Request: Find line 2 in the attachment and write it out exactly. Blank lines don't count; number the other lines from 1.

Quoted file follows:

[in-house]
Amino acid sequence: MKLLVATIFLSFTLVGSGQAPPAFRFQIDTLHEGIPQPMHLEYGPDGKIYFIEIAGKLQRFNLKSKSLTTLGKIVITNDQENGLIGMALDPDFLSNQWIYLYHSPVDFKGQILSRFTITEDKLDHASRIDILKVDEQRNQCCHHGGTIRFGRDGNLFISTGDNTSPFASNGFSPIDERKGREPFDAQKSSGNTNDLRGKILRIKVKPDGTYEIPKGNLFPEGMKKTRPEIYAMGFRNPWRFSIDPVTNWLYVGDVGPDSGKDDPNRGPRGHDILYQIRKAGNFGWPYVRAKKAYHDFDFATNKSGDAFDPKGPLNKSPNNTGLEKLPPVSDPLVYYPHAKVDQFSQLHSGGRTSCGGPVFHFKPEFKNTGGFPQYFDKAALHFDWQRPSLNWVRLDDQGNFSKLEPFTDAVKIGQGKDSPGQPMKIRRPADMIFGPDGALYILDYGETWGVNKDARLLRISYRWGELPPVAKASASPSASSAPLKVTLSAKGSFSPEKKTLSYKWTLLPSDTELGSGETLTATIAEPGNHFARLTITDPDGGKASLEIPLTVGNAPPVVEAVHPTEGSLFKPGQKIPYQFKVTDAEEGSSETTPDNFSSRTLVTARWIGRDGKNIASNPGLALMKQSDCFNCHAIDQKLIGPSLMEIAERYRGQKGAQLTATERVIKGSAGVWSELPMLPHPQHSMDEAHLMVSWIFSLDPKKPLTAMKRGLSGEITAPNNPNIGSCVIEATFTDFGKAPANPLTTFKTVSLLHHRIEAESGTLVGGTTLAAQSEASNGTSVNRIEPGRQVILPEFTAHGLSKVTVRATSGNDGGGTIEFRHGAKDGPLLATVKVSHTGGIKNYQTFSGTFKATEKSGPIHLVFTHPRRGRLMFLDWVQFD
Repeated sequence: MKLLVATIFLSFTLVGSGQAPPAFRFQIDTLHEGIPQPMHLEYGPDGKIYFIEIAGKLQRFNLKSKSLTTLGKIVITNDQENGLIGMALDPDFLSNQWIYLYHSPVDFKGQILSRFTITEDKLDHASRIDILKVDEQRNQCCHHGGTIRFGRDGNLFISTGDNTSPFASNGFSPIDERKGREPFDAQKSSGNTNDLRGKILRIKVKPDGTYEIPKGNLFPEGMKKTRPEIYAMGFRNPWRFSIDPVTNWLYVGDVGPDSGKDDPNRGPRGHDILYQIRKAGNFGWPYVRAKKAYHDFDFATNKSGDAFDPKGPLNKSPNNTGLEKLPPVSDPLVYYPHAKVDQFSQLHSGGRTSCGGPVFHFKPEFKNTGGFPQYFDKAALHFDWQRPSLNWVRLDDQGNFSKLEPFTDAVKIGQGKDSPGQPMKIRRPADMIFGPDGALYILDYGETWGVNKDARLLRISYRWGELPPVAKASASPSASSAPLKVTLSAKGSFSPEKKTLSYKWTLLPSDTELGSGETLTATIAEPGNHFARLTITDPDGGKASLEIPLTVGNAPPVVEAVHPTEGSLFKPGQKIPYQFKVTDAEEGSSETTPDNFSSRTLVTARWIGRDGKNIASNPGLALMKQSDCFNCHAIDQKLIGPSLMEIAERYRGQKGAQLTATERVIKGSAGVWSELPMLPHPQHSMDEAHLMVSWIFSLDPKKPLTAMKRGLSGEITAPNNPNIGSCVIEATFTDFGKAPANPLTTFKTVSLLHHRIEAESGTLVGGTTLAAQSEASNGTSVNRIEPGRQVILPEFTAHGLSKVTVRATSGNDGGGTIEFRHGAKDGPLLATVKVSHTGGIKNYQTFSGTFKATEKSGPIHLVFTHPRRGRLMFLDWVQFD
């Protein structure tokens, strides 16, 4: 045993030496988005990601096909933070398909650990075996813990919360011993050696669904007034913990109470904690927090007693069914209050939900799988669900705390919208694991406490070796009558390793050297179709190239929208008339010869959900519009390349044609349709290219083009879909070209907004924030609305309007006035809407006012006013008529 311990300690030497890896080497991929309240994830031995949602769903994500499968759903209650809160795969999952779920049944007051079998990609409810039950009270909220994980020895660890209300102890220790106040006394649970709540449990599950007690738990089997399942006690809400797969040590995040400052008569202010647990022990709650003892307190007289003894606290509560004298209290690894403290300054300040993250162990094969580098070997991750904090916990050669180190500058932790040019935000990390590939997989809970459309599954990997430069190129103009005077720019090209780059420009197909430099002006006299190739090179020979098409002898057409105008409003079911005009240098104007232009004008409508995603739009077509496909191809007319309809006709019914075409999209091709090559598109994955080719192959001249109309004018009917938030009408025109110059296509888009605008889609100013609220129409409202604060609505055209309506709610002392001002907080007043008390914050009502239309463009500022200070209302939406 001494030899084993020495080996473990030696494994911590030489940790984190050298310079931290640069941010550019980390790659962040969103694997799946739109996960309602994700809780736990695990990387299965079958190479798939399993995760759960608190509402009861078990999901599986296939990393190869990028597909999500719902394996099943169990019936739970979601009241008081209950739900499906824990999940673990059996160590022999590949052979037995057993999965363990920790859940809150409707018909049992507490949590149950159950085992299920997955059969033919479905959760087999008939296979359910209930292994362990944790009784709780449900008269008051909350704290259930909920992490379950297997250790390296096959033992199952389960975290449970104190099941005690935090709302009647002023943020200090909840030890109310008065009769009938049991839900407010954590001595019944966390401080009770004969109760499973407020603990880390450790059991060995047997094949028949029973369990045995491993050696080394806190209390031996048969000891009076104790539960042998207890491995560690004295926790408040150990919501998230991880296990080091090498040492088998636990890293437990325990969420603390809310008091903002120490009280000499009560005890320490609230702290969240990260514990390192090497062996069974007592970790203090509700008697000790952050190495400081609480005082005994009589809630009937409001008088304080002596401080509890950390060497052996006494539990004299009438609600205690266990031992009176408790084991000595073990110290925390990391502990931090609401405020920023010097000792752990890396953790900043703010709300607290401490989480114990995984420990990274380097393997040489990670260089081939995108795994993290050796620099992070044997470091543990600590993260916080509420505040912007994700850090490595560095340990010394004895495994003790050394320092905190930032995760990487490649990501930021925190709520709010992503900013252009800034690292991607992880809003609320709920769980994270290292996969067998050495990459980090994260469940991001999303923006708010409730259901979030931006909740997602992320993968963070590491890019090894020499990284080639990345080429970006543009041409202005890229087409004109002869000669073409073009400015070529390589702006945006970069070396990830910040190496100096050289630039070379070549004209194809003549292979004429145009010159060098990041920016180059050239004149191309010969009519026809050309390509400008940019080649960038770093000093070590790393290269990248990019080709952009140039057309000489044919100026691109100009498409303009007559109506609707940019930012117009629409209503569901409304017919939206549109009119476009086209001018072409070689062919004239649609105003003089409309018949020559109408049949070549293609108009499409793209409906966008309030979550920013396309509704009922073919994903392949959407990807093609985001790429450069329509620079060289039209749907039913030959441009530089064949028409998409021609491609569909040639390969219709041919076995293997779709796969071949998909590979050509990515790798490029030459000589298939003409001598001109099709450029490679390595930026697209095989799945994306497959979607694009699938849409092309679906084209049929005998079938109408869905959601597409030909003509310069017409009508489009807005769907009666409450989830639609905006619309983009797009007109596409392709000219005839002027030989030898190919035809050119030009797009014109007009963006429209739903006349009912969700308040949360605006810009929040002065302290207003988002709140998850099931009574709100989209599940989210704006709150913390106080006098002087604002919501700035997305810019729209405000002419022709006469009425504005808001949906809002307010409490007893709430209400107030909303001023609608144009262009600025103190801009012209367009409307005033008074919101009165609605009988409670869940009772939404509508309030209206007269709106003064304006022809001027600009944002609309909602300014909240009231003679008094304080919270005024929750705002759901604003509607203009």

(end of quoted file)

Amino acid sequence: MKLLVATIFLSFTLVGSGQAPPAFRFQIDTLHEGIPQPMHLEYGPDGKIYFIEIAGKLQRFNLKSKSLTTLGKIVITNDQENGLIGMALDPDFLSNQWIYLYHSPVDFKGQILSRFTITEDKLDHASRIDILKVDEQRNQCCHHGGTIRFGRDGNLFISTGDNTSPFASNGFSPIDERKGREPFDAQKSSGNTNDLRGKILRIKVKPDGTYEIPKGNLFPEGMKKTRPEIYAMGFRNPWRFSIDPVTNWLYVGDVGPDSGKDDPNRGPRGHDILYQIRKAGNFGWPYVRAKKAYHDFDFATNKSGDAFDPKGPLNKSPNNTGLEKLPPVSDPLVYYPHAKVDQFSQLHSGGRTSCGGPVFHFKPEFKNTGGFPQYFDKAALHFDWQRPSLNWVRLDDQGNFSKLEPFTDAVKIGQGKDSPGQPMKIRRPADMIFGPDGALYILDYGETWGVNKDARLLRISYRWGELPPVAKASASPSASSAPLKVTLSAKGSFSPEKKTLSYKWTLLPSDTELGSGETLTATIAEPGNHFARLTITDPDGGKASLEIPLTVGNAPPVVEAVHPTEGSLFKPGQKIPYQFKVTDAEEGSSETTPDNFSSRTLVTARWIGRDGKNIASNPGLALMKQSDCFNCHAIDQKLIGPSLMEIAERYRGQKGAQLTATERVIKGSAGVWSELPMLPHPQHSMDEAHLMVSWIFSLDPKKPLTAMKRGLSGEITAPNNPNIGSCVIEATFTDFGKAPANPLTTFKTVSLLHHRIEAESGTLVGGTTLAAQSEASNGTSVNRIEPGRQVILPEFTAHGLSKVTVRATSGNDGGGTIEFRHGAKDGPLLATVKVSHTGGIKNYQTFSGTFKATEKSGPIHLVFTHPRRGRLMFLDWVQFD